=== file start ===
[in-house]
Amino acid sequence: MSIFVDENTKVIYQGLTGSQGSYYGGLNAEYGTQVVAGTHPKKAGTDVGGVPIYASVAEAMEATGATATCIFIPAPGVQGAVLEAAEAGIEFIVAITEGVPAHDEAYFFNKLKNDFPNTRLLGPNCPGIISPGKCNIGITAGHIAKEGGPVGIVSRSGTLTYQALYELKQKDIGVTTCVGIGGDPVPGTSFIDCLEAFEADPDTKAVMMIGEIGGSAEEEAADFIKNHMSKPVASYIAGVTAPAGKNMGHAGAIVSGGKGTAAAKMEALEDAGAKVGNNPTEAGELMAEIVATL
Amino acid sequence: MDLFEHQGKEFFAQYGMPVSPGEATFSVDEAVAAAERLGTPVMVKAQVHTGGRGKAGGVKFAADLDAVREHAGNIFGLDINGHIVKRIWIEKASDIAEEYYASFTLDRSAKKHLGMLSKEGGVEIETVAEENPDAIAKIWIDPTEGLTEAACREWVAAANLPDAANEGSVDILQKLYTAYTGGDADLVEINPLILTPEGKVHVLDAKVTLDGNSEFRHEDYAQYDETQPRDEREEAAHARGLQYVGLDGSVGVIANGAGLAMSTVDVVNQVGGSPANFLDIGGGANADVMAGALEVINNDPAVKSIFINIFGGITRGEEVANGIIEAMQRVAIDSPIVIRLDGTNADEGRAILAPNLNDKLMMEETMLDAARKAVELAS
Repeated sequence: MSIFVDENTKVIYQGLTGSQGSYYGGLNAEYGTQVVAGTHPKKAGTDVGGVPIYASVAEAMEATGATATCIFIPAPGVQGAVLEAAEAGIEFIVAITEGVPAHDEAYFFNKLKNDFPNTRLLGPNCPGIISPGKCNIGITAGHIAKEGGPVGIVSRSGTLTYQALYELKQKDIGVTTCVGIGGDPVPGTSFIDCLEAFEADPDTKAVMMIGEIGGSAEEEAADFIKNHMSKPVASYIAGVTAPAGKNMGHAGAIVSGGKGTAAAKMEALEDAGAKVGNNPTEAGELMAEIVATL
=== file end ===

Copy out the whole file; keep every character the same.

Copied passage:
[in-house]
Amino acid sequence: MSIFVDENTKVIYQGLTGSQGSYYGGLNAEYGTQVVAGTHPKKAGTDVGGVPIYASVAEAMEATGATATCIFIPAPGVQGAVLEAAEAGIEFIVAITEGVPAHDEAYFFNKLKNDFPNTRLLGPNCPGIISPGKCNIGITAGHIAKEGGPVGIVSRSGTLTYQALYELKQKDIGVTTCVGIGGDPVPGTSFIDCLEAFEADPDTKAVMMIGEIGGSAEEEAADFIKNHMSKPVASYIAGVTAPAGKNMGHAGAIVSGGKGTAAAKMEALEDAGAKVGNNPTEAGELMAEIVATL
Amino acid sequence: MDLFEHQGKEFFAQYGMPVSPGEATFSVDEAVAAAERLGTPVMVKAQVHTGGRGKAGGVKFAADLDAVREHAGNIFGLDINGHIVKRIWIEKASDIAEEYYASFTLDRSAKKHLGMLSKEGGVEIETVAEENPDAIAKIWIDPTEGLTEAACREWVAAANLPDAANEGSVDILQKLYTAYTGGDADLVEINPLILTPEGKVHVLDAKVTLDGNSEFRHEDYAQYDETQPRDEREEAAHARGLQYVGLDGSVGVIANGAGLAMSTVDVVNQVGGSPANFLDIGGGANADVMAGALEVINNDPAVKSIFINIFGGITRGEEVANGIIEAMQRVAIDSPIVIRLDGTNADEGRAILAPNLNDKLMMEETMLDAARKAVELAS
Repeated sequence: MSIFVDENTKVIYQGLTGSQGSYYGGLNAEYGTQVVAGTHPKKAGTDVGGVPIYASVAEAMEATGATATCIFIPAPGVQGAVLEAAEAGIEFIVAITEGVPAHDEAYFFNKLKNDFPNTRLLGPNCPGIISPGKCNIGITAGHIAKEGGPVGIVSRSGTLTYQALYELKQKDIGVTTCVGIGGDPVPGTSFIDCLEAFEADPDTKAVMMIGEIGGSAEEEAADFIKNHMSKPVASYIAGVTAPAGKNMGHAGAIVSGGKGTAAAKMEALEDAGAKVGNNPTEAGELMAEIVATL